Some of the voters who supported paying the bills on Tuesday tried to explore other sources of funding. North Vine Lane resident Thomas Wetherall asked whether the town had insurance to cover errors made by officials, but he did not receive an answer. "I feel like the town fathers are coming to us children and asking us to fix their mistake," Mr. Wetherall added. "But this isn't really a parking ticket. It's a lot more than that."

Despite reductions in the legal bills negotiated by selectmen last month, the total estimated price tag for the tax case - including the $12,000 in assessors' travel expenses and the $25,000 in past-due bills that have not been paid - is still roughly a quarter-million dollars.

More than one voter noted on Tuesday that the legal costs to the town will likely not end with the Massachusetts Appellate Tax Board decision, which is still pending and not expected until later this year. Town resident William W. Graham, who is challenging his assessments from fiscal years 2003 and 2004, when he paid the town more than a half-million dollars in property taxes, has said that he will take the case to the Massachusetts Court of Appeals if he is not satisfied with the tax board decision. The case currently stands as the longest residential property tax appeal in state history.

Other West Tisbury landowners are also expected to challenge their assessments in the months ahead.

At the town meeting in November and again this week, voters voiced their concern with the way town officials have handled the case. Some who spoke in favor of paying the bills also pointed to the upcoming town election in the spring, when both board of assessors chairman Michael Colaneri and board of selectmen chairman Jeffrey (Skipper) Manter are up for reelection.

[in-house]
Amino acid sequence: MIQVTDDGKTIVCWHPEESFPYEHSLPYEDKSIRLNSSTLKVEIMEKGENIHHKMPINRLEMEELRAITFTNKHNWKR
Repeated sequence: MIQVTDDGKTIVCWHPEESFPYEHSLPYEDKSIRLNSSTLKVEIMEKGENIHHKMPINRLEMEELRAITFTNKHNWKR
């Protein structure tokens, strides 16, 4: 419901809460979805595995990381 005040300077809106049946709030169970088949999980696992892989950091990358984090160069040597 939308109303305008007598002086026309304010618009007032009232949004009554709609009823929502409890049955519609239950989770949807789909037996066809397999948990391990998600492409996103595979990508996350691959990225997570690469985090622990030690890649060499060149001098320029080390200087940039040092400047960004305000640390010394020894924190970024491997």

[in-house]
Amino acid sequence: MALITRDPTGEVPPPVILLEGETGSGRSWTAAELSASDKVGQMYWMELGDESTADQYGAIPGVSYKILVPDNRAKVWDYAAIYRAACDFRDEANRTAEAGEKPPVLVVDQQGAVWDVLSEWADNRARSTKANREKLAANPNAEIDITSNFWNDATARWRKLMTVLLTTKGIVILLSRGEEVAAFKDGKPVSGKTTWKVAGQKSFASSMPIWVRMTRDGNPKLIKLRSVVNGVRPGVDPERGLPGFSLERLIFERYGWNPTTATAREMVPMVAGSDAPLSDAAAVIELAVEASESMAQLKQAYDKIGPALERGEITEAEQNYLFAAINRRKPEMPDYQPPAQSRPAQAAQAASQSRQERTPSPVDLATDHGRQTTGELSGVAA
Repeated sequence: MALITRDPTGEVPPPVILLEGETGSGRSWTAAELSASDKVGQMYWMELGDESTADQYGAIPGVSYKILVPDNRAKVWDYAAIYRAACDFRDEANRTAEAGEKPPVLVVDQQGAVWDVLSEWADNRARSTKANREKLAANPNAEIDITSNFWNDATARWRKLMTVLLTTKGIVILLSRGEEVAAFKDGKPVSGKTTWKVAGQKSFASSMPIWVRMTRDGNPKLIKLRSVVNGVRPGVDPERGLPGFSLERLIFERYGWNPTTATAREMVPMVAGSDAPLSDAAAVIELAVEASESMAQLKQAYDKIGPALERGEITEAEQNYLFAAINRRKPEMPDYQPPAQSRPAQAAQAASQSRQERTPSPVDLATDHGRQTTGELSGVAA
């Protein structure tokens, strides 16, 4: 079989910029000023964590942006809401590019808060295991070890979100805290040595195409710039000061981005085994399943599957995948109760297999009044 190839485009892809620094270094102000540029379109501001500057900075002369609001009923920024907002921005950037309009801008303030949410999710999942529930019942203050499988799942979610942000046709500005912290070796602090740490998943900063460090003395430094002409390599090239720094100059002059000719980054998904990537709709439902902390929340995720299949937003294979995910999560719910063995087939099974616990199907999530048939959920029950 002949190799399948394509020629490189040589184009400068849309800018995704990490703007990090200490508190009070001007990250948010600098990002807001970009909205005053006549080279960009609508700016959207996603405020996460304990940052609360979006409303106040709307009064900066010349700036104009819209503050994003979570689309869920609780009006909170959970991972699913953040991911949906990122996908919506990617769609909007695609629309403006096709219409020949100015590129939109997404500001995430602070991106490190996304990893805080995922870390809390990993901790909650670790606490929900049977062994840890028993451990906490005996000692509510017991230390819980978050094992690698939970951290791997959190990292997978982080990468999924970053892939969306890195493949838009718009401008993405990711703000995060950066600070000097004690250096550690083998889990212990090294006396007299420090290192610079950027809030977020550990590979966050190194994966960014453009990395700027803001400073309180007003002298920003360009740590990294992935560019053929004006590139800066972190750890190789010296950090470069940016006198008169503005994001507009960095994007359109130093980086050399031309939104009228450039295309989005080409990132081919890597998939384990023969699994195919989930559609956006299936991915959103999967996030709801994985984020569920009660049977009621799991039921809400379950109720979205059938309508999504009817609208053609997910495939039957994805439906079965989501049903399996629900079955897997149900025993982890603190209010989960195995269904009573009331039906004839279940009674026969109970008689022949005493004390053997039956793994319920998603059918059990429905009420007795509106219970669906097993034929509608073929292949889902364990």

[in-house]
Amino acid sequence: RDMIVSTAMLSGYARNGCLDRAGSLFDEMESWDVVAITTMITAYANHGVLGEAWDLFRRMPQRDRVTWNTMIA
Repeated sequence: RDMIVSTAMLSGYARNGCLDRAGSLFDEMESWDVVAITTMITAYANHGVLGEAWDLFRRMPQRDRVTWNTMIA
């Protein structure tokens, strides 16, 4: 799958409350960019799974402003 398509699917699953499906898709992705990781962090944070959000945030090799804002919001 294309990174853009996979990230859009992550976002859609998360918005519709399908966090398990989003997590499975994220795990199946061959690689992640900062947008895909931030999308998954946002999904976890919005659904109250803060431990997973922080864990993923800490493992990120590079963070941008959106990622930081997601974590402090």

"I think we have to separate out the bills and money issue from our frustration, disagreement and lack of confidence with what town officials have done," said Music street resident Susan Wasserman. "Let's take fiscal responsibility tonight and deal with our political issues in a more appropriate venue [at the ballot box]."

Town officials for the most part kept quiet on Tuesday; neither Mr. Manter nor Mr. Colaneri spoke.

Selectman Glenn Hearn in a prepared statement asked voters to support the bills, but added that the selectmen will need to work with the assessors moving forward to make sure that the town system of determining property values is open, fair and equitable to everyone.

Town resident J.C. Murphy was pointed in his criticism of town assessors.

"I think it's disgraceful what's taken place. The mercantilism which has occurred in this town is just phenomenal," Mr. Murphy said, referring to a policy that supports government intervention in the economy. "People are abusing their office; it's contempt of the law."

Toward the end of the discussion on the legal bills, resident Arnold Fischer Jr. warned voters not to blindly support the assessors.

"This whole case is a huge mistake," he said. "We know that the assessors have worked hard for us, but we know that there have been some improprieties."


Mr. Fischer reminded voters of the assessors' unsuccessful court case against the Martha's Vineyard Land Bank, and recalled his personal experience with the assessors when he headed the Martha's Vineyard Agricultural Society. In both instances, the assessors maintained that they could tax the nonprofit organizations.

"We were in the same position as the land bank, but there was total intransigence in the assessors' office," Mr. Fischer said, noting that selectmen Mr. Hearn and Mr. Manter were both trustees of the society at the time. "They tried to argue our point, but our town employee would not hear our pleas - even though we were right."

Mr. Fischer told his neighbors that the present lawsuit is more than a simple case of a large landowner who does not want to pay his taxes.

"Bill Graham is a reasonable guy - he is very willing to pay his fair share," Mr. Fischer said. "This is a whole lot bigger than that."